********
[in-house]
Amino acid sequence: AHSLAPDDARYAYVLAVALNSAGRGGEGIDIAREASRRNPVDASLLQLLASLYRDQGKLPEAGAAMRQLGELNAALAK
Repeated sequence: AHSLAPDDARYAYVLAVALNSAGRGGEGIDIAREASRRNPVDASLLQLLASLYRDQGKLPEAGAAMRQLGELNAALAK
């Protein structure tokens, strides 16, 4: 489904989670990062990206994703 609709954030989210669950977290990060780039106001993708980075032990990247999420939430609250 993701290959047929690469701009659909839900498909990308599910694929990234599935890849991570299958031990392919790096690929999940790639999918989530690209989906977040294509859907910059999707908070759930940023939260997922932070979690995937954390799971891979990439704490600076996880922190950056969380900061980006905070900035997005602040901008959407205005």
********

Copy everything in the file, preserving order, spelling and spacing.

[in-house]
Amino acid sequence: AHSLAPDDARYAYVLAVALNSAGRGGEGIDIAREASRRNPVDASLLQLLASLYRDQGKLPEAGAAMRQLGELNAALAK
Repeated sequence: AHSLAPDDARYAYVLAVALNSAGRGGEGIDIAREASRRNPVDASLLQLLASLYRDQGKLPEAGAAMRQLGELNAALAK
């Protein structure tokens, strides 16, 4: 489904989670990062990206994703 609709954030989210669950977290990060780039106001993708980075032990990247999420939430609250 993701290959047929690469701009659909839900498909990308599910694929990234599935890849991570299958031990392919790096690929999940790639999918989530690209989906977040294509859907910059999707908070759930940023939260997922932070979690995937954390799971891979990439704490600076996880922190950056969380900061980006905070900035997005602040901008959407205005």